With planned strike action in England and Wales in the coming months, many working parents and carers will face challenges with childcare provisions. How can employers support their affected employees?
Union members are not required to share their intention to strike in advance, so it is very challenging for schools to anticipate the impact on their staffing levels and attempt to source adequate cover.
While the impact within early years settings is hoped to be less significant than within schools, some may also need to close as a result of employee absence. For some employees, particularly those with young children, it may not be possible to continue to work at all if their childcare provider or school is closed and they have no alternative support.
How Can Employers Support?
During the pandemic, employers had to think creatively about how some employees could continue to work whilst juggling childcare responsibilities. Now is a good time for managers and working parents to revisit these contingency plans. This might include flexibility on when they work, for example, working during the evenings or swapping a working day, or temporary home working.
It may help to start the conversation early, reminding parents of local strike action dates. Some may have support with childcare available from family members, which may enable them to continue to work. For others, there may not be a ‘Plan B’ so it is important to be clear on how absence will be managed on these dates.
The following types of leave can be considered:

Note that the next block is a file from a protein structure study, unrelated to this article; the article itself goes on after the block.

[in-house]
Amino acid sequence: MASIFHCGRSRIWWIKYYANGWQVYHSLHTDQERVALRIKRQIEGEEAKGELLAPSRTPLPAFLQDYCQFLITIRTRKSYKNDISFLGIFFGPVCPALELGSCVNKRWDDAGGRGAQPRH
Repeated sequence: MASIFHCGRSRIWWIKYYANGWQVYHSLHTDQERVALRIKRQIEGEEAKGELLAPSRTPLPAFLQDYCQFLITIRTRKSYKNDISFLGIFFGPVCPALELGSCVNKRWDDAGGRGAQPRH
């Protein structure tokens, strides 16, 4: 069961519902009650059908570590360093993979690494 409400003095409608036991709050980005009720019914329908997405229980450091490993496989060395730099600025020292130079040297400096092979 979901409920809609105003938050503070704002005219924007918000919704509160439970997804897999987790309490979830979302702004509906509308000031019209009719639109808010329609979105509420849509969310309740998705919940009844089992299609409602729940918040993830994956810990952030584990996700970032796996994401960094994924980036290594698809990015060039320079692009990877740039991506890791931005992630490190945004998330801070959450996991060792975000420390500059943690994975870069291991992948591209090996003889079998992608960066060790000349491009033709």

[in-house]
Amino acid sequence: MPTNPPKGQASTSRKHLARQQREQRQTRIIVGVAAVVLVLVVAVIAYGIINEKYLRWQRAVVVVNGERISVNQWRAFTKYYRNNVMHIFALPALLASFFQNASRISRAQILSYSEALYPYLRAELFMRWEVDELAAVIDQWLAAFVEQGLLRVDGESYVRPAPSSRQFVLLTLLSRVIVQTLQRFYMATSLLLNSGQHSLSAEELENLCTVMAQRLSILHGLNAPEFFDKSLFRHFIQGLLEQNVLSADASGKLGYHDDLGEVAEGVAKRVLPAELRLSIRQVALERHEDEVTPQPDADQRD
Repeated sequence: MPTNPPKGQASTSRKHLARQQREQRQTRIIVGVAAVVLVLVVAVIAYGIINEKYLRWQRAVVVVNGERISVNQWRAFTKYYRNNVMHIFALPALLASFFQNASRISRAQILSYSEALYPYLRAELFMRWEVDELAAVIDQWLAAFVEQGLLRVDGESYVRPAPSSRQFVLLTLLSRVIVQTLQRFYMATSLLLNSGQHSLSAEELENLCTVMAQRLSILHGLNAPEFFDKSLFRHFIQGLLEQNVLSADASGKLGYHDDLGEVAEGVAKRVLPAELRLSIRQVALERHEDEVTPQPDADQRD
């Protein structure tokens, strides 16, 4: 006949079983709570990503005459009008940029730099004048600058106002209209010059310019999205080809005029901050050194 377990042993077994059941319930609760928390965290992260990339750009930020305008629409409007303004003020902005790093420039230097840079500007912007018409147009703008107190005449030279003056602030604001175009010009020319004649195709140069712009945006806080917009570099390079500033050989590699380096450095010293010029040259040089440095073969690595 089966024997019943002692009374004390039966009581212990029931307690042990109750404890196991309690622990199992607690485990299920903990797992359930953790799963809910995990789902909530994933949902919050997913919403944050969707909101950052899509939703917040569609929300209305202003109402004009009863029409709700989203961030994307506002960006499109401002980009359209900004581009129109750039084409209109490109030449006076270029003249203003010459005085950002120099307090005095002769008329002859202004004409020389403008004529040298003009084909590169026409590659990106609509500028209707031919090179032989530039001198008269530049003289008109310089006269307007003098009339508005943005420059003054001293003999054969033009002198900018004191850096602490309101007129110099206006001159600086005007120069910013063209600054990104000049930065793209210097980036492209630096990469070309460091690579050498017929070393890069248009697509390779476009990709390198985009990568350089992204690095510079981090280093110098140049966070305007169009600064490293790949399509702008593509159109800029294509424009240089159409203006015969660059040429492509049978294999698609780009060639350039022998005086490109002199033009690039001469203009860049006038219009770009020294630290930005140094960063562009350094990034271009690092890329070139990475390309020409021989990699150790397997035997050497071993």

- Annual leave – If the employee has sufficient annual leave, they may wish to request this according to your policy. However, it’s important to remember that annual leave is limited and if there are a significant number of days where strike action will disrupt their childcare provision they may be left with minimal annual leave to take holidays later in the year.
- Taking time off for dependents – In most cases this is unlikely to be appropriate as the strike dates have been communicated some way in advance. However, employees have a right to absence to care for dependents where their care has broken down unexpectedly. The statutory right is to unpaid leave in these circumstances, although some organisations have now chosen to provide pay in support of working parents/carers.
- Time off in lieu (TOIL) – Where an employee has worked a number of additional hours without pay, you may allow them to take this time ‘back’ as TOIL. As an employer, you may already have a policy on how TOIL is managed in your organisation and employees would need to follow the requirements for recording and requesting this leave.
- Parental leave – Employees have a right to request unpaid parental leave up to a maximum of 18 weeks in total, before the child’s 18th birthday. Ordinarily, 21 days’ notice of the intention to take parental leave is required and it is usually taken in blocks of one week. Where only one day is required, this is recorded as a full week of the entitlement.
- Unpaid leave – A final option to consider is to allow parents or carers to request unpaid leave. You may have a policy regarding unpaid leave that needs to be followed.
We would encourage employers to be as flexible as possible. Working parents or carers may find this situation particularly stressful and disruptive both at work and at home. You may wish to remind your employees of any workplace sources of support that you offer, for example, via an Employee Assistance Programme.